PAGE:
Great news, parents!
You’ll be happy to know that your child enjoys one of the lowest student-to-teacher ratios in the world.
That’s according to the latest Australian Curriculum, Assessment and Reporting Authority (ACARA) report, which found that if we looked at state, Catholic and independent schools’ student-teacher rates, Aussie classrooms’ average student-to-teacher ratio is 13.3.
To clarify, according to ACARA student-teacher ratio is calculated as the number of full-time equivalent (FTE) students per FTE teaching staff.
That puts Australia ahead of Japan, Germany, France, the United States, the United Kingdom, and Mexico, and more or less on par with the OECD average (14.5 for primary and 13.3 for secondary schools).
To break it down a little further, ACARA found students in terms of student-to-teacher ratios were best off with independent schools, where there are 14 primary students to a teacher and 10.5 secondary students to a teacher.
Aussie state schools weren’t too far behind, with 14.4 primary students to a teacher and 12.4 secondary students to a teacher.
Catholic schools were found to have 15.4 primary students to a teacher and 12.2 secondary students to a teacher.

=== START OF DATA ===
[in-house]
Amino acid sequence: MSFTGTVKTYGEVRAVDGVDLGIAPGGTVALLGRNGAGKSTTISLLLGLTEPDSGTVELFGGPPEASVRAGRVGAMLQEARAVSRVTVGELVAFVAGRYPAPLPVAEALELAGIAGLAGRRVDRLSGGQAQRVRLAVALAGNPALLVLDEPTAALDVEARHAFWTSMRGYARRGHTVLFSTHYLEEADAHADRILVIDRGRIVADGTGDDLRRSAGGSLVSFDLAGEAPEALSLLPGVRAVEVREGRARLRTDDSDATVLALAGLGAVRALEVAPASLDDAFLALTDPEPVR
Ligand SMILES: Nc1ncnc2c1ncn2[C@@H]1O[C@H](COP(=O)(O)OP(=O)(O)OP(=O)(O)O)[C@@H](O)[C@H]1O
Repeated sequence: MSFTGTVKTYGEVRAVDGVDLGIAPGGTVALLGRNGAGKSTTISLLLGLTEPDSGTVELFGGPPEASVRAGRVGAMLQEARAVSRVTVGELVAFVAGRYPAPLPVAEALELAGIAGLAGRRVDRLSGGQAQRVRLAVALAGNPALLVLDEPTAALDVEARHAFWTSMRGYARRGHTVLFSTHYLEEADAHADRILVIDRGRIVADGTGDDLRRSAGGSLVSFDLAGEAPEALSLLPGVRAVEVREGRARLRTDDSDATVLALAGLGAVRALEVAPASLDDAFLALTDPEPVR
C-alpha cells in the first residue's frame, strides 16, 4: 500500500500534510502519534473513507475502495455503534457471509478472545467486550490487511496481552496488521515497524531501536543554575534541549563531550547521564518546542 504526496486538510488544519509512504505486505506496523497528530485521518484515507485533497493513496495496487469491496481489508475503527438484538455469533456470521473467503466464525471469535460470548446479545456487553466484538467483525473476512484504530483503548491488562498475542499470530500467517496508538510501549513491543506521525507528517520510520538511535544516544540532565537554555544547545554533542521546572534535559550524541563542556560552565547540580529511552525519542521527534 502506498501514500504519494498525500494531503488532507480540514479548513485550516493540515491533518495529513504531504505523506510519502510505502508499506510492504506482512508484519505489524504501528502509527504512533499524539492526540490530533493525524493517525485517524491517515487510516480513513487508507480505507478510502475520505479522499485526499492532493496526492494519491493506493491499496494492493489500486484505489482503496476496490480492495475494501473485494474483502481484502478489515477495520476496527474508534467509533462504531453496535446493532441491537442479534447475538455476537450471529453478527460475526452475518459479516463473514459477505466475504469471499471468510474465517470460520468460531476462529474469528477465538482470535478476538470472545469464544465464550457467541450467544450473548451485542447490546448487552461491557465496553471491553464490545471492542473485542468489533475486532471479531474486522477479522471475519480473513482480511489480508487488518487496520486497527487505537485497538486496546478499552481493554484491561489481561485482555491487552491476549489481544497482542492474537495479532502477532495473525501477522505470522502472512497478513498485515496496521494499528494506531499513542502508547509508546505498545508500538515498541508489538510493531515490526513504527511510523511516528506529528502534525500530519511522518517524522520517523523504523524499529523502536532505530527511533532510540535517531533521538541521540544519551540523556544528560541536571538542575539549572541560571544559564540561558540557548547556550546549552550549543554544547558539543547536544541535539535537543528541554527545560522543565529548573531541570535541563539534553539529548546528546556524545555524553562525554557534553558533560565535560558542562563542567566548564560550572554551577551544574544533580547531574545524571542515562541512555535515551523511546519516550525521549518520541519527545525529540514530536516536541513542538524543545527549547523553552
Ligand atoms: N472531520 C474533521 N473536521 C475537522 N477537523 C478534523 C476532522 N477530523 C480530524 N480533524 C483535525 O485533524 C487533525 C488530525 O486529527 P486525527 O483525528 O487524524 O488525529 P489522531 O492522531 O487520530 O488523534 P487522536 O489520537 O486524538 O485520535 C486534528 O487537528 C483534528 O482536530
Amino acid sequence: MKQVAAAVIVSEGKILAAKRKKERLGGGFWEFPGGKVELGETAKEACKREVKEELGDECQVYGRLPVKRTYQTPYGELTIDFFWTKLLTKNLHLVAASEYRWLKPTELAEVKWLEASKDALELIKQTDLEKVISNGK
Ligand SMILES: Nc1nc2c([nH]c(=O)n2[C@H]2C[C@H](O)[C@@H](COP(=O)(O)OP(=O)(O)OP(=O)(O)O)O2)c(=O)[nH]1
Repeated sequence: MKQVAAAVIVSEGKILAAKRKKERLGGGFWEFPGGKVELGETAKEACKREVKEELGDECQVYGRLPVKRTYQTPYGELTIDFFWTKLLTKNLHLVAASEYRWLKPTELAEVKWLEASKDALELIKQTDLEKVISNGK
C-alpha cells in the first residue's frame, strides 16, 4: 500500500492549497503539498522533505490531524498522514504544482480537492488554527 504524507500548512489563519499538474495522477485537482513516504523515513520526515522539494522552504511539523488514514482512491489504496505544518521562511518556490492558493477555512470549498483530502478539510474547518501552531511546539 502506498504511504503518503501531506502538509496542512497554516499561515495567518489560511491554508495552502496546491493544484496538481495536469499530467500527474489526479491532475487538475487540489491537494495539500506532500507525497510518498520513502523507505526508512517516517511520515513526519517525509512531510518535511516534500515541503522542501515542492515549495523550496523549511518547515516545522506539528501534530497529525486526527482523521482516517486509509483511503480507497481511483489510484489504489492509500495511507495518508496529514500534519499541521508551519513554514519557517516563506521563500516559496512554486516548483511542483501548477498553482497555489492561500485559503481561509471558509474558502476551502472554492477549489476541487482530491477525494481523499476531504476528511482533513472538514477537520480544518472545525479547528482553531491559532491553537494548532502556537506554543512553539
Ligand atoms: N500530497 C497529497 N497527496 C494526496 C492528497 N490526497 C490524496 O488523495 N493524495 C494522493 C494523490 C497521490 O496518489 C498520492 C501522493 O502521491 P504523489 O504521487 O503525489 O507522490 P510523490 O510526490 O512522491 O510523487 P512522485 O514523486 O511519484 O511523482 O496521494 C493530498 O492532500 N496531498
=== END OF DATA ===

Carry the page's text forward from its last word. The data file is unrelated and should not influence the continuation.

So how does that impact learning?
Studies suggest significant benefits to lower student-teacher ratios.
First off, lower student-teacher ratios provide more individualised attention, which increases engagement and participation and results in greater overall academic achievement
Smaller classes also mean students are more likely to feel comfortable voicing opinions, more likely to ask questions and more likely to make their needs known, which improves confidence, boosts self-esteem and increases independence.
But it’s not just students who benefit from smaller class sizes – lower student-teacher ratios benefit teachers, too.
By lightening the workload, teachers are not only less stressed, but able to enjoy a stronger student-teacher relationship and become more deeply involved in the learning process, increasing job satisfaction.